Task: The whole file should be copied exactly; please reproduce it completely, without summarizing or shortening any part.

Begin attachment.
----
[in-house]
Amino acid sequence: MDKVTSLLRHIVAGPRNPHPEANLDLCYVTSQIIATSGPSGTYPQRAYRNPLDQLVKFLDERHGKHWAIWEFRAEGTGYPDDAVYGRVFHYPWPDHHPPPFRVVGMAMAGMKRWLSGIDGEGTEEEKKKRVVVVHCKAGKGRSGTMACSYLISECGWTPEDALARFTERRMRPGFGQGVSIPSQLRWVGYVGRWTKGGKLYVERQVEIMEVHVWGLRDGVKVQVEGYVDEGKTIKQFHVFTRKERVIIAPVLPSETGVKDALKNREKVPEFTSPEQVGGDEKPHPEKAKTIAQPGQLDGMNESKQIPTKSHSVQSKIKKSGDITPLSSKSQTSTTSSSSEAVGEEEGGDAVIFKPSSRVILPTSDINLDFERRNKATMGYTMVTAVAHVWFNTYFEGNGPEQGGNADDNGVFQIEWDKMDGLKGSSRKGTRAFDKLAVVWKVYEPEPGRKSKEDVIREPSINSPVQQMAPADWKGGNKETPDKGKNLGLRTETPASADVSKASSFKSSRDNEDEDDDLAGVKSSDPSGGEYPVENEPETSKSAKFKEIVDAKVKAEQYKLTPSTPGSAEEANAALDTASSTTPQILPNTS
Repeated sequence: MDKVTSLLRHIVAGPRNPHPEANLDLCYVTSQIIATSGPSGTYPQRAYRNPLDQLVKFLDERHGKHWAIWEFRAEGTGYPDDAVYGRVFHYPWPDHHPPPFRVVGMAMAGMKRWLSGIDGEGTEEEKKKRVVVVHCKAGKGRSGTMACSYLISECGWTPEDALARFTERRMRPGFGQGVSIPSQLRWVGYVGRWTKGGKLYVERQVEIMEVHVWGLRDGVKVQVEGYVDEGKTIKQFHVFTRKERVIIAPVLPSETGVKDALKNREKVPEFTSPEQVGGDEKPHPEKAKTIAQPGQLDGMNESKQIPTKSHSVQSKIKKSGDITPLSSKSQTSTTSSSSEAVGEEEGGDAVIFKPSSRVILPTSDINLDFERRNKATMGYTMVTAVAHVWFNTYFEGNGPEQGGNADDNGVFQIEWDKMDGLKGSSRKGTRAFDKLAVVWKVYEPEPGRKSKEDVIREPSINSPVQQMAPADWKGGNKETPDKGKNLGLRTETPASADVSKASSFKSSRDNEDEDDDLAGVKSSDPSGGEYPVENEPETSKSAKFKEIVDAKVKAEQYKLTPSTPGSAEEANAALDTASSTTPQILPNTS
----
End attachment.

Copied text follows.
[in-house]
Amino acid sequence: MDKVTSLLRHIVAGPRNPHPEANLDLCYVTSQIIATSGPSGTYPQRAYRNPLDQLVKFLDERHGKHWAIWEFRAEGTGYPDDAVYGRVFHYPWPDHHPPPFRVVGMAMAGMKRWLSGIDGEGTEEEKKKRVVVVHCKAGKGRSGTMACSYLISECGWTPEDALARFTERRMRPGFGQGVSIPSQLRWVGYVGRWTKGGKLYVERQVEIMEVHVWGLRDGVKVQVEGYVDEGKTIKQFHVFTRKERVIIAPVLPSETGVKDALKNREKVPEFTSPEQVGGDEKPHPEKAKTIAQPGQLDGMNESKQIPTKSHSVQSKIKKSGDITPLSSKSQTSTTSSSSEAVGEEEGGDAVIFKPSSRVILPTSDINLDFERRNKATMGYTMVTAVAHVWFNTYFEGNGPEQGGNADDNGVFQIEWDKMDGLKGSSRKGTRAFDKLAVVWKVYEPEPGRKSKEDVIREPSINSPVQQMAPADWKGGNKETPDKGKNLGLRTETPASADVSKASSFKSSRDNEDEDDDLAGVKSSDPSGGEYPVENEPETSKSAKFKEIVDAKVKAEQYKLTPSTPGSAEEANAALDTASSTTPQILPNTS
Repeated sequence: MDKVTSLLRHIVAGPRNPHPEANLDLCYVTSQIIATSGPSGTYPQRAYRNPLDQLVKFLDERHGKHWAIWEFRAEGTGYPDDAVYGRVFHYPWPDHHPPPFRVVGMAMAGMKRWLSGIDGEGTEEEKKKRVVVVHCKAGKGRSGTMACSYLISECGWTPEDALARFTERRMRPGFGQGVSIPSQLRWVGYVGRWTKGGKLYVERQVEIMEVHVWGLRDGVKVQVEGYVDEGKTIKQFHVFTRKERVIIAPVLPSETGVKDALKNREKVPEFTSPEQVGGDEKPHPEKAKTIAQPGQLDGMNESKQIPTKSHSVQSKIKKSGDITPLSSKSQTSTTSSSSEAVGEEEGGDAVIFKPSSRVILPTSDINLDFERRNKATMGYTMVTAVAHVWFNTYFEGNGPEQGGNADDNGVFQIEWDKMDGLKGSSRKGTRAFDKLAVVWKVYEPEPGRKSKEDVIREPSINSPVQQMAPADWKGGNKETPDKGKNLGLRTETPASADVSKASSFKSSRDNEDEDDDLAGVKSSDPSGGEYPVENEPETSKSAKFKEIVDAKVKAEQYKLTPSTPGSAEEANAALDTASSTTPQILPNTS